Not reproduced here in its entirety, so to read the whole Kevin Tucker piece, go here.
“He says that woman speaks with nature. That she hears voices from under the earth. That wind blows in her ears and trees whisper to her. That the dead sing through her mouth and the cries of infants are clear to her. But for him this dialogue is over. He says he is not part of this world, that he was set on this world as a stranger.”
– Susan Griffin, Woman and Nature
“It is not inherently in the nature of the world that it should consist of things that may or may not be appropriated by people.”
– Tim Ingold
The memory is vivid.
It was nighttime and the sky had been dark for hours. My wife and I were driving on a stretch of road, cars were clustered, but it was neither busy nor desolate. There was some space between the cars ahead of us, but a good number of cars following. And then there was a sudden, unmistakable flash of white dotted with brown. It moved quickly and it was gone. Had we blinked, we could have easily missed it entirely.
Neither of us blinked. We knew immediately that what had flown feet in front of our windshield was a Great Horned Owl. There was a stillness to it, as if it all happened in slow motion. Even with a decent amount of traffic, that owl had flown in front of our car only.
And this wasn’t the only time. It wasn’t the first and it certainly wouldn’t be the last, yet this time there was no question: the owl wanted to be seen.
Owls are often solitary animals. As someone who has dedicated a fair amount of time to tracking them, I can assure you of this. There are some variations to that. Barred Owls can be downright social. We have had them swoop in over fires just to inspect.
This, however, is far from the norm.
Owls are as excellent at camouflage as they are hunting carried out with a nearly imperceptible hush to their flight. Even expert owl trackers who literally wrote the book on the subject, Patricia and Clay Sutton, observed that “it is amazing how [owls] can seem to simply not exist until the perfect angle makes one visible.” This doesn’t change the fact that despite their invisibility, owls “are all around us.”
When an owl wants to be seen, it is awe-inspiring. An extremely different feeling than the joy of finding Great Horned Nestlings or catching the flash of Screech Owl eyes as light crosses thickets at night. For us, that flood of feeling is always eclipsed by one thought in particular: confirmation. The Great Horned Owl is our messenger of death.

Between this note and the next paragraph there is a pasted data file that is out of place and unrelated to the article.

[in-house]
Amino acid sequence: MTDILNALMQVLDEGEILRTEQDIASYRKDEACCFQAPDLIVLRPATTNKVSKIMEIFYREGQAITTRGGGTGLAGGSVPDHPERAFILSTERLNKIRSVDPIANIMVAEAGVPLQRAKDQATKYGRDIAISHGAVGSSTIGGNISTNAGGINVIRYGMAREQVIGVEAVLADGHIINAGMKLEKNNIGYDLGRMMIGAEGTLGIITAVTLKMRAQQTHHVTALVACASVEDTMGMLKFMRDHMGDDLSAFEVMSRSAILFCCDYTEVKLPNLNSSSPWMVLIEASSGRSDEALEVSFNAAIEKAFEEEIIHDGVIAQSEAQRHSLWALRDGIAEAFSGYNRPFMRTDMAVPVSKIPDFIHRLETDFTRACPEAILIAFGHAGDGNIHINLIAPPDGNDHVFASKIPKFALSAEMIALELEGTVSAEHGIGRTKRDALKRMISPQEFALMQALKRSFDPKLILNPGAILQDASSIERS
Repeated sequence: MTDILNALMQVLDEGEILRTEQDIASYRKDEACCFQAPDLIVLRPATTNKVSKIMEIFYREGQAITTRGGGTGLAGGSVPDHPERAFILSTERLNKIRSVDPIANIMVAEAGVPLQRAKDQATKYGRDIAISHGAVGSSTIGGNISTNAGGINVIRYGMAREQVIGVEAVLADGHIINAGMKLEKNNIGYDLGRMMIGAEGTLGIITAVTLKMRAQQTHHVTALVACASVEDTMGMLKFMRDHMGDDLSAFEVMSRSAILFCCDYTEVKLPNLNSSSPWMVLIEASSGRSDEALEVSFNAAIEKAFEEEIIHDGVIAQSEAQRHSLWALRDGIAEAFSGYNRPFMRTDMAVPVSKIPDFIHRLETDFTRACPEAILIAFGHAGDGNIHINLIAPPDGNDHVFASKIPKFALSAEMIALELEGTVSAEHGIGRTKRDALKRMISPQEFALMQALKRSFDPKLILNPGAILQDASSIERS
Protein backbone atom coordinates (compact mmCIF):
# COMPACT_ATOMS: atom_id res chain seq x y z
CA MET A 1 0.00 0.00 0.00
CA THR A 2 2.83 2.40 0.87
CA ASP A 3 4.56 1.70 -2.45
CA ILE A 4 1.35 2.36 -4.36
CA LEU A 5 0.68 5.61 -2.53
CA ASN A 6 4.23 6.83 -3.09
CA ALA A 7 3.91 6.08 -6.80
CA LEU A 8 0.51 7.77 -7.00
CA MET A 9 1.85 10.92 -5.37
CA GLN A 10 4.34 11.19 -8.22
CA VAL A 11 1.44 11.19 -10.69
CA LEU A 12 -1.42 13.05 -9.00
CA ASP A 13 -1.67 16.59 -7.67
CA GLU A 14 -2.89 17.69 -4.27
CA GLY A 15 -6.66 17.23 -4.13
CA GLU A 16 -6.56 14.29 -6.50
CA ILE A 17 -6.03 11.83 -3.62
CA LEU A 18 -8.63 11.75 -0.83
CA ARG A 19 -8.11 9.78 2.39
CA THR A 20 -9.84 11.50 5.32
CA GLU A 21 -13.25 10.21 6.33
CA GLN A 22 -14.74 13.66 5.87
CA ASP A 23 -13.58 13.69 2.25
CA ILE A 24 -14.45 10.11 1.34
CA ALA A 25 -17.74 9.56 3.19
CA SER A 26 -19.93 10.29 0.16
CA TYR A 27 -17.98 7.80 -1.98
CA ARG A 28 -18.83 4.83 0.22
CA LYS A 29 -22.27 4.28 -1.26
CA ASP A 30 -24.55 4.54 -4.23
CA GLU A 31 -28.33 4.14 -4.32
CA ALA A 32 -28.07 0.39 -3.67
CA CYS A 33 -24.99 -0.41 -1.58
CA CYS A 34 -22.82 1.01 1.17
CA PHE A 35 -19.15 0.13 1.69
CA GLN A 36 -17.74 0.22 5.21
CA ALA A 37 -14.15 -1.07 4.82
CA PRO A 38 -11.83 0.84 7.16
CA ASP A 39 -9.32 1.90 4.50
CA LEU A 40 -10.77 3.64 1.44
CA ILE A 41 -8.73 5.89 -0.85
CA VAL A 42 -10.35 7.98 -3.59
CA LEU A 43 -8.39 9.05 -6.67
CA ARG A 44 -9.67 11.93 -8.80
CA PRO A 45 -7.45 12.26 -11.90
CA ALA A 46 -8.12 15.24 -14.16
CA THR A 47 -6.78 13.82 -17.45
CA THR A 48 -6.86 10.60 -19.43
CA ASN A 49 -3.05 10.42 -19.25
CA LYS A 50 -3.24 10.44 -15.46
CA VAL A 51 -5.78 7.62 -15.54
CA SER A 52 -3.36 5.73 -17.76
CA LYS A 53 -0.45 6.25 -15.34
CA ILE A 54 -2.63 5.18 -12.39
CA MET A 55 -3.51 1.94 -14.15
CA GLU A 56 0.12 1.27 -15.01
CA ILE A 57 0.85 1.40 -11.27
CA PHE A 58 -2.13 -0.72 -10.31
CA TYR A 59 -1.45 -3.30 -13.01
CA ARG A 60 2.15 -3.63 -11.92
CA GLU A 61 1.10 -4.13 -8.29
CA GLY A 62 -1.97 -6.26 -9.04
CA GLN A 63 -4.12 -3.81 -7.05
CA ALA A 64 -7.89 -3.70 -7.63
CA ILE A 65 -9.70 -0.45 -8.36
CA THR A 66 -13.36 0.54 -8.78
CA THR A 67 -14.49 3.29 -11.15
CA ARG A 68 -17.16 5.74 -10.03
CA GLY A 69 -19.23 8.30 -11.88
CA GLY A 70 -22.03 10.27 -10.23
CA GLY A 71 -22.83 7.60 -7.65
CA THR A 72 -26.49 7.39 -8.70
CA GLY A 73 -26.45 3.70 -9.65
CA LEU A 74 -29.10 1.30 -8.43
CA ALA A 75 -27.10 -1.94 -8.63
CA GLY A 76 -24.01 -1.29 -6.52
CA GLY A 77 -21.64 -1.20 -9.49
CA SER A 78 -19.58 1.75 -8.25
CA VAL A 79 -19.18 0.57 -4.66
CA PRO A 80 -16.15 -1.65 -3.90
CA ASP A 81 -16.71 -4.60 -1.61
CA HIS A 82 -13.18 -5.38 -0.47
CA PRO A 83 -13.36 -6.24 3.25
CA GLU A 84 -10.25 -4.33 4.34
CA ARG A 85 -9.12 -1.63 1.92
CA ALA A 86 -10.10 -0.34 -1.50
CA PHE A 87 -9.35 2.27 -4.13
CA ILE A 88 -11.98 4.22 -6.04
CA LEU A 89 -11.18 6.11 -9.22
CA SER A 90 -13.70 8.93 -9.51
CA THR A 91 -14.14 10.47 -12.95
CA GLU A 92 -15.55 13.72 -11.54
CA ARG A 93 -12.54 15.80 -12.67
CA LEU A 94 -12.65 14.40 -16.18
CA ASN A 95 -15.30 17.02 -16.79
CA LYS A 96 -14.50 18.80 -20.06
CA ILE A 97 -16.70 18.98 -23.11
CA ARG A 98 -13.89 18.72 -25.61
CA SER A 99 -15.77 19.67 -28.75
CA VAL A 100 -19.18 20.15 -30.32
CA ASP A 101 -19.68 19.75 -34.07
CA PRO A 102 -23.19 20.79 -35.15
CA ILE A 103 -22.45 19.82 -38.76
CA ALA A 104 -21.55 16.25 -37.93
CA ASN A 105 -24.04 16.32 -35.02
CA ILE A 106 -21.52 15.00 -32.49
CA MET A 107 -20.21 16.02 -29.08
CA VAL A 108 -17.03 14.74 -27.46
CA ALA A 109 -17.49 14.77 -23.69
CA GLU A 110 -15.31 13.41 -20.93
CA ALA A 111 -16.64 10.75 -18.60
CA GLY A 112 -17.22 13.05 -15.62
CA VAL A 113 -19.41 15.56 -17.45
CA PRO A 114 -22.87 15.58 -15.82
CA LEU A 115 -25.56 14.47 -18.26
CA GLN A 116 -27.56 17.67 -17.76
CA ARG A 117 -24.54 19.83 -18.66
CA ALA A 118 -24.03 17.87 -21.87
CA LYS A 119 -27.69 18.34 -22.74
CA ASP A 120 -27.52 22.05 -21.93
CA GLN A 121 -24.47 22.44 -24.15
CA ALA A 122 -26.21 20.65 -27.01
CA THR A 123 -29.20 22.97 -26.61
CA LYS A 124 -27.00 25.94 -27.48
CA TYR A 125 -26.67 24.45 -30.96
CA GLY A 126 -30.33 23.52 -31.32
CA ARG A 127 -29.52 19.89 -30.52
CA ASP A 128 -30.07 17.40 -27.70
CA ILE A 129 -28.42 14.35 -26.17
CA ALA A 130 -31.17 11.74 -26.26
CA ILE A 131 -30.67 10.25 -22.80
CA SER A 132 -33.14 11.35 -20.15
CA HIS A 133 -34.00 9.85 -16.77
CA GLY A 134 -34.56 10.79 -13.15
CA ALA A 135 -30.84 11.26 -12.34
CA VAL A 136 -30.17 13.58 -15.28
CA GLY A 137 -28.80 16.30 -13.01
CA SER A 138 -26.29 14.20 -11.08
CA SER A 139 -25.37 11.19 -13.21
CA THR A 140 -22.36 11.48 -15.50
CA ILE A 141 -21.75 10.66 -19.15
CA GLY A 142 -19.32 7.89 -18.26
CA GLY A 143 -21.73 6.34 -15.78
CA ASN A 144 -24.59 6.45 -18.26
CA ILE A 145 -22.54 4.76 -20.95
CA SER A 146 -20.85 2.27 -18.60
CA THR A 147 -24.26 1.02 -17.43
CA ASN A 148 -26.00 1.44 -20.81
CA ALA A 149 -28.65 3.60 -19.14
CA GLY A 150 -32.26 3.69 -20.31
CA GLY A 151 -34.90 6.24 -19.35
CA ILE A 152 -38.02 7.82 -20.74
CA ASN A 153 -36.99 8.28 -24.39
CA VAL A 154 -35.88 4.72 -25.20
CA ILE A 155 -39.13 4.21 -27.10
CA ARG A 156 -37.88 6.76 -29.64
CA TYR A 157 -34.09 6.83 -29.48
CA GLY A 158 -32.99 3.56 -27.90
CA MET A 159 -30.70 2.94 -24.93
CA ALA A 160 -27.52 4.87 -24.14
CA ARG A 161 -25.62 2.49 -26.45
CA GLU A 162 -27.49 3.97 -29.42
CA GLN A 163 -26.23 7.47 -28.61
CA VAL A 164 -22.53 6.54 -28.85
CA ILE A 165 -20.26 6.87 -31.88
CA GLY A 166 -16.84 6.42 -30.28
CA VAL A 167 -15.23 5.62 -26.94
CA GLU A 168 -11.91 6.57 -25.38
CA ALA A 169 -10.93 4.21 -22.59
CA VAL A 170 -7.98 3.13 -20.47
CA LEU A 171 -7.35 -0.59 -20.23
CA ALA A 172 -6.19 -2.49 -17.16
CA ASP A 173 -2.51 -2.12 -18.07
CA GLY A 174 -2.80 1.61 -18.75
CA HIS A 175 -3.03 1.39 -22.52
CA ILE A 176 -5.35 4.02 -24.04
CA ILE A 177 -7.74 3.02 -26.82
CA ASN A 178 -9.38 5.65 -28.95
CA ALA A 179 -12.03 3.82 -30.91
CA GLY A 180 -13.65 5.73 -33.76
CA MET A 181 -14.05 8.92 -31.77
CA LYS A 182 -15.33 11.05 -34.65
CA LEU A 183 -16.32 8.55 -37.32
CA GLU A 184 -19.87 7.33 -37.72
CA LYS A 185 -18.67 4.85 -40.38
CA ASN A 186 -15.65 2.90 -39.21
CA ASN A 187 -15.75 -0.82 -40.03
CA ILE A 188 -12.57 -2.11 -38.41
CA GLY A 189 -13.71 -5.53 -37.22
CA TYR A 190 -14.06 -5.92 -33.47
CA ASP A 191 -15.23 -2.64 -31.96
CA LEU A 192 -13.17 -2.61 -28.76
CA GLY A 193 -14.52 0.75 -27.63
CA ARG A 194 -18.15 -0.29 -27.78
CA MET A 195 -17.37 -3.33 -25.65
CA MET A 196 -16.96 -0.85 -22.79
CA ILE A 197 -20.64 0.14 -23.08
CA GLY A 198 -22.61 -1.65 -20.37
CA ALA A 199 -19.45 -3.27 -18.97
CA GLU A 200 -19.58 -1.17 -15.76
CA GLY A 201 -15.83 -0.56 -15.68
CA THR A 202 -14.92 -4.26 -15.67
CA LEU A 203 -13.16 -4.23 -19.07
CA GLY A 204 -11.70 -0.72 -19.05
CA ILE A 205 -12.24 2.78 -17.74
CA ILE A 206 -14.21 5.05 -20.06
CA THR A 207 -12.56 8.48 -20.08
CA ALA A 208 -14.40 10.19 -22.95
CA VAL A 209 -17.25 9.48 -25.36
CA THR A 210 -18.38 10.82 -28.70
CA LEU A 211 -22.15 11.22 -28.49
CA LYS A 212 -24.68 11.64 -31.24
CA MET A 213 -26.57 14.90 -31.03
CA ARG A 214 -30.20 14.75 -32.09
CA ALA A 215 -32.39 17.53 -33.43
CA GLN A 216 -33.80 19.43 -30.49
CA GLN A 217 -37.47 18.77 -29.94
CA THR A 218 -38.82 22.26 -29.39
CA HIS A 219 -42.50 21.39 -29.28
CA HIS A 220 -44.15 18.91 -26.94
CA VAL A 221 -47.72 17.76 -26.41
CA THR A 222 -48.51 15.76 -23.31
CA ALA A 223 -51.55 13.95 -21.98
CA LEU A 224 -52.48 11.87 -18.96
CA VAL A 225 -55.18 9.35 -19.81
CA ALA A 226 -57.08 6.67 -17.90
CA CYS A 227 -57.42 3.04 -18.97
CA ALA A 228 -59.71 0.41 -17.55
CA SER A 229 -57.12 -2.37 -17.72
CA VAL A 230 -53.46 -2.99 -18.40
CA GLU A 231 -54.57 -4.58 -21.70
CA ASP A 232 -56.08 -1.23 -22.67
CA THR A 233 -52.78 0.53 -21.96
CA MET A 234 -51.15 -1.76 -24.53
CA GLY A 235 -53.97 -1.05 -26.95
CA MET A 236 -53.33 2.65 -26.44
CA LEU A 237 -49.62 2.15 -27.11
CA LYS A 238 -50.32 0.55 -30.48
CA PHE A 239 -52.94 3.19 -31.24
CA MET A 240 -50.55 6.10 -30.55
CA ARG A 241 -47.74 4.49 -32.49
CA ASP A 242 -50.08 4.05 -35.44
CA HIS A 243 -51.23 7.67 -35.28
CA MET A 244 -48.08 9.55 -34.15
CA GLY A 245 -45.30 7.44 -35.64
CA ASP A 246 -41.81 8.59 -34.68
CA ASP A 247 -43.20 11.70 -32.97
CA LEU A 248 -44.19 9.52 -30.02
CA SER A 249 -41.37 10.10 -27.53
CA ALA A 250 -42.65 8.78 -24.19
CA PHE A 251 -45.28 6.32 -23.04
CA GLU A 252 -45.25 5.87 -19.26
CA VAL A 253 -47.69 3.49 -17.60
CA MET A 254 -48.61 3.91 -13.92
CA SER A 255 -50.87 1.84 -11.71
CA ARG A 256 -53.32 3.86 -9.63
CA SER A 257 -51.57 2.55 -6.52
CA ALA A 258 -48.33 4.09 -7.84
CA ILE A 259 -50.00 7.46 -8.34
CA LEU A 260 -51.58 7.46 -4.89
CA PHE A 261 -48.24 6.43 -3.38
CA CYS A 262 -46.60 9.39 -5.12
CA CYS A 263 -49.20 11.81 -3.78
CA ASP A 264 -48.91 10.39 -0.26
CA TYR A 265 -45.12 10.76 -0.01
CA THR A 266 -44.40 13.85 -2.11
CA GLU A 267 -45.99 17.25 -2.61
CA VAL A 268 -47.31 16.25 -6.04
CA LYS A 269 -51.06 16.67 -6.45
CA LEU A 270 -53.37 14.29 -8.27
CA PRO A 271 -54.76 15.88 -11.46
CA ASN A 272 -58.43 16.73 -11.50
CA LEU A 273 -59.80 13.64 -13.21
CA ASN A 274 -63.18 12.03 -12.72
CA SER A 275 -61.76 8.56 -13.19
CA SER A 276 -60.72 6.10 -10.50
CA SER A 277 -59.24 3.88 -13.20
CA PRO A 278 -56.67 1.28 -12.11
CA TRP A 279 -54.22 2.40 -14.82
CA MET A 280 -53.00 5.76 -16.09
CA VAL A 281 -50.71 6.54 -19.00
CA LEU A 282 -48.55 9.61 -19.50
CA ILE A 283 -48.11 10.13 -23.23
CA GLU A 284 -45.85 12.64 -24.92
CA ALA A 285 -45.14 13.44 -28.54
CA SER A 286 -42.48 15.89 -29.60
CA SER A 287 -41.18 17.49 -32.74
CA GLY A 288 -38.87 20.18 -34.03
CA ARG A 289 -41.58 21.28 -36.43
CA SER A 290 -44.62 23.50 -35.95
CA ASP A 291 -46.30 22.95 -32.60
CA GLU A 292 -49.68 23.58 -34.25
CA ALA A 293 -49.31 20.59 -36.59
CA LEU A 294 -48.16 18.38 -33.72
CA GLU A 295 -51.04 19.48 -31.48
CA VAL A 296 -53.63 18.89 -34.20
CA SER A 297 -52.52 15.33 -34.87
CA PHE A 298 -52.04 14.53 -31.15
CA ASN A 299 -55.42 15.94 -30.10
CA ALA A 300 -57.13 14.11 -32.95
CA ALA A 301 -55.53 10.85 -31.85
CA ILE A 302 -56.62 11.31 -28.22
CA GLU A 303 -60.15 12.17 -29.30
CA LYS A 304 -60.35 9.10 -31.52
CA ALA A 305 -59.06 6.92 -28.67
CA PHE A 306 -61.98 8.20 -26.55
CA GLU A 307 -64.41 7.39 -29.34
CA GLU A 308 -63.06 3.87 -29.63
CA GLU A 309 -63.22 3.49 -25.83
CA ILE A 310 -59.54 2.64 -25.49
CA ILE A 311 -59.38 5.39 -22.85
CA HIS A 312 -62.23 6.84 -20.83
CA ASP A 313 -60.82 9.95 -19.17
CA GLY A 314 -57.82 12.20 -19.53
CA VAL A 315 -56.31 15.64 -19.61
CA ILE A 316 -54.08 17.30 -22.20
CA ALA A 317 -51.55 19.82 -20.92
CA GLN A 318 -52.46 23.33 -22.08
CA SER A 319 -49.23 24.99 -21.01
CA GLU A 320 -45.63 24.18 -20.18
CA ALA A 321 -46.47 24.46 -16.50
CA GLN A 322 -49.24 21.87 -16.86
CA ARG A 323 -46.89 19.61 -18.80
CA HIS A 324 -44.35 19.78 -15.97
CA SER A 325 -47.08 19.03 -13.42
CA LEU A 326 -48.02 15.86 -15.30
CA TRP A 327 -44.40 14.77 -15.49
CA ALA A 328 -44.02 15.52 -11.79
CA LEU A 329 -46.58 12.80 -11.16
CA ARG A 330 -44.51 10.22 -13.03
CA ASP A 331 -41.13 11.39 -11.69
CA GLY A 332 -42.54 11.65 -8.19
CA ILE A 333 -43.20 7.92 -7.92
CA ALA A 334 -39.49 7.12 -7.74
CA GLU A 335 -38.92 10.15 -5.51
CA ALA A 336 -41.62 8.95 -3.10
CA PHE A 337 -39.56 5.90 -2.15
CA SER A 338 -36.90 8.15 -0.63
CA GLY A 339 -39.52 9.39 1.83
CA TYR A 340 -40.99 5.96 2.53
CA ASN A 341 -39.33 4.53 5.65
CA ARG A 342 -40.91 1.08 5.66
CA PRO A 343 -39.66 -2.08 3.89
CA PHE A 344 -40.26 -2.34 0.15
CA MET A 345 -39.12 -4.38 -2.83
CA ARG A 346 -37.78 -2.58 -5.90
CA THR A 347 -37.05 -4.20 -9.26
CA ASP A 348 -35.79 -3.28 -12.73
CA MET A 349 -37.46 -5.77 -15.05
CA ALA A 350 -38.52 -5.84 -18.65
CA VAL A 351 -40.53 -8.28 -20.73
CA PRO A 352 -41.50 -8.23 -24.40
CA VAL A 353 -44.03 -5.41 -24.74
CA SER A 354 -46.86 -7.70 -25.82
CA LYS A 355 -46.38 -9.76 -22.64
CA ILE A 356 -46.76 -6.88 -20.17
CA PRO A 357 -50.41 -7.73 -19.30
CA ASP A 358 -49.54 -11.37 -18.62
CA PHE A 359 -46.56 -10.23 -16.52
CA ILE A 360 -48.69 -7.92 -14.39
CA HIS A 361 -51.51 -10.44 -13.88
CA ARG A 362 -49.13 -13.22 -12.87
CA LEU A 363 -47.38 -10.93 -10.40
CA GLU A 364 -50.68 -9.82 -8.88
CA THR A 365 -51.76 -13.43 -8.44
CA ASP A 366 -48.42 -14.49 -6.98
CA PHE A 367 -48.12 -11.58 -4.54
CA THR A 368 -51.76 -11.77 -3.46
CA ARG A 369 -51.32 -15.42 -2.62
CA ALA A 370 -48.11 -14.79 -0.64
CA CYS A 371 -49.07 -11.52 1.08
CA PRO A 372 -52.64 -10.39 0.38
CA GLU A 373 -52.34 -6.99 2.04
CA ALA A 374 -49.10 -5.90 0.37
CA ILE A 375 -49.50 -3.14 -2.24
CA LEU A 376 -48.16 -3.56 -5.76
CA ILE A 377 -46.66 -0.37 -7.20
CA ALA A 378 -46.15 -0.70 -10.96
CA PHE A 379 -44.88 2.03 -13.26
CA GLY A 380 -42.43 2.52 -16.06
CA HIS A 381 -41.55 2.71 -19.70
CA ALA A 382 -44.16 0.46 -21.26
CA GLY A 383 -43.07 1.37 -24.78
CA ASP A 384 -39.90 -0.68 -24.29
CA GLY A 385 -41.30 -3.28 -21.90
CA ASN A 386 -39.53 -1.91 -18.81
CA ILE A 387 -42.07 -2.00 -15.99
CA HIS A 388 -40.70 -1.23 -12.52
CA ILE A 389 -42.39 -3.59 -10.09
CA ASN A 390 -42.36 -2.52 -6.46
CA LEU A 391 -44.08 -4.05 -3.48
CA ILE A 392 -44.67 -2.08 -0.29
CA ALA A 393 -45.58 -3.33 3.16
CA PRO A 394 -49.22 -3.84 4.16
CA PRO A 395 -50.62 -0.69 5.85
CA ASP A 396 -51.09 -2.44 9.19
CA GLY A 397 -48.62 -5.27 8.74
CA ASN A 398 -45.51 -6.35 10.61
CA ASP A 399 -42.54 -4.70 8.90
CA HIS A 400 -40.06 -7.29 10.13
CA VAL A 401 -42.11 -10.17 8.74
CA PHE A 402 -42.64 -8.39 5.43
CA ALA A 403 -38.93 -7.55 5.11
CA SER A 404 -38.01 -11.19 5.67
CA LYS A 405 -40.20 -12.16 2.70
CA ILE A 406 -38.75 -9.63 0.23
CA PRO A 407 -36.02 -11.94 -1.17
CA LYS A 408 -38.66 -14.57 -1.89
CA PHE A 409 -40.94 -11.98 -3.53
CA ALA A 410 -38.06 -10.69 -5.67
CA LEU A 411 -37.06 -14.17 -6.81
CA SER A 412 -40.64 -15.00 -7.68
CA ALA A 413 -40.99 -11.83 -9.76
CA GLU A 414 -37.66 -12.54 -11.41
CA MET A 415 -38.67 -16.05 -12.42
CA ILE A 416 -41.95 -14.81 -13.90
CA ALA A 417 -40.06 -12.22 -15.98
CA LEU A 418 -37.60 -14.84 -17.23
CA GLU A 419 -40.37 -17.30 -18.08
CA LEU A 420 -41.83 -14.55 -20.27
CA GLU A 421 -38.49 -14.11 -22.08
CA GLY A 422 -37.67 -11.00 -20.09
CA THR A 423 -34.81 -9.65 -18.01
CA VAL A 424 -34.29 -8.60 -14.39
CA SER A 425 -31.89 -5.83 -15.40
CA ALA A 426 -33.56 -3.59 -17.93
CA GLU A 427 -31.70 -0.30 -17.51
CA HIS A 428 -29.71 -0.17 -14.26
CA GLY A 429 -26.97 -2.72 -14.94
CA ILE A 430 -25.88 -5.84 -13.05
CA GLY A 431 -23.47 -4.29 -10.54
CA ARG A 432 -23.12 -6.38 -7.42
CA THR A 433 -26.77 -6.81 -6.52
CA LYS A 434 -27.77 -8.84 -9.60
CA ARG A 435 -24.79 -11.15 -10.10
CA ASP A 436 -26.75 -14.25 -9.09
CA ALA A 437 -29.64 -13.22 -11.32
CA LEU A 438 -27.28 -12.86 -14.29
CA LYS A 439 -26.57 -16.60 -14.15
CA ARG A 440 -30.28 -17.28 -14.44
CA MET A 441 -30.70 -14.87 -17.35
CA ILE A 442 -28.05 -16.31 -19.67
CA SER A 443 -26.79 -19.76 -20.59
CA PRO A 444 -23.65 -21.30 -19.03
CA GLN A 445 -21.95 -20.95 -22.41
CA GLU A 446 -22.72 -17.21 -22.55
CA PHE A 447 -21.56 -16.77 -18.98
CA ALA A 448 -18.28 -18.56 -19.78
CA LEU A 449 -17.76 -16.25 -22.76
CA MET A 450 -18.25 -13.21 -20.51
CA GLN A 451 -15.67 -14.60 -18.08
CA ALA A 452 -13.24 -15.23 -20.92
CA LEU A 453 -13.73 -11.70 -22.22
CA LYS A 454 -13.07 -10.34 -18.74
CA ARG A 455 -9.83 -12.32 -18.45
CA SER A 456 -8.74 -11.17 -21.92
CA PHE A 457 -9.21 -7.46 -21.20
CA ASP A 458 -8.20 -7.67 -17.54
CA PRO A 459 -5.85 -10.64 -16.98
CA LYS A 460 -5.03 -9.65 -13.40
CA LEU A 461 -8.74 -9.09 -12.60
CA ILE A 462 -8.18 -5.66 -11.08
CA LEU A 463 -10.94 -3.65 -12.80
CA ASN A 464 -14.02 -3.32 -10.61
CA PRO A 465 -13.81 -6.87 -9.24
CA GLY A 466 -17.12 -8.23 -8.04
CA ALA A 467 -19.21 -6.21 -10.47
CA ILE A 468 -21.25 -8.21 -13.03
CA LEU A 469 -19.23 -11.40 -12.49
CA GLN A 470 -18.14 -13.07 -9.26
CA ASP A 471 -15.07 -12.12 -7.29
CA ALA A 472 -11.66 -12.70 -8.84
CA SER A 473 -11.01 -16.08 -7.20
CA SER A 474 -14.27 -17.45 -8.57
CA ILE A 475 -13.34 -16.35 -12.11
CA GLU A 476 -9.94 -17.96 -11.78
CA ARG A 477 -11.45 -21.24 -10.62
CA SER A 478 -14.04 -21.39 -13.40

When death comes for a relative, a friend, an acquaintance of those close to us, there can be heaviness in the air that is inexplicable otherwise. Things feel off. My wife and I have regrettably become accustomed to it over the years. We start doing a mental inventory of whom we know that might be going through some turmoil or difficulty. But when the Great Horned Owl shows themself, little doubt remains: something has happened.
The night that stood out so clearly in my memory stands out because it was the time when the rational, domesticated part of my brain broke down. When the probability of coincidence was worn too thin and the veneer cracked. There is something here. Sure enough, we found out fairly quickly that there had been an accident. A family member had been involved in a fatal collision. While he was revived on the scene, the driver was not. That happened nearly 1,000 miles away and at the same time the owl came.
This was nearly 12 years ago now. Circumstances changed, but the Great Horned has come numerous times. As grandparents passed, as relatives took their own lives or succumb to cancer or diabetes, as family and their acquaintances overdosed; every time, we get the news from this majestic winged hunter.
The silent flier speaks up.
That night opened a door of perception that I had only casually noticed before. The Great Horned was a messenger of death, but there were many others. There was a distinct air of familiarity and comfort in the Mockingbird that sat on my grandfather’s casket during his funeral and watched silently. A Rattlesnake made themselves known to indicate that a family member had died from heroin overdose, a fitting messenger for having injected too much venom. A calming White Tailed Deer that stood before me as I nervously wondered about my as-yet-unborn daughter. And there was a Flycatcher screeching outside of our home to warn us about an instigator amongst us.
These messengers were there all along; I just hadn’t put the pieces together. I still feel discomfort even speaking of them openly, but I cannot deny them. And I am only scratching at the surface here.
Seeking council from the wild isn’t a matter of being fully integrated into the world around you. These messengers don’t come because you seek them; it is not their purpose to serve you. They are simply doing what they do: responding with empathy to impulses that are more apparent to them than to us. That we are continually missing such messages is on us, our own aloof non-presence in the world.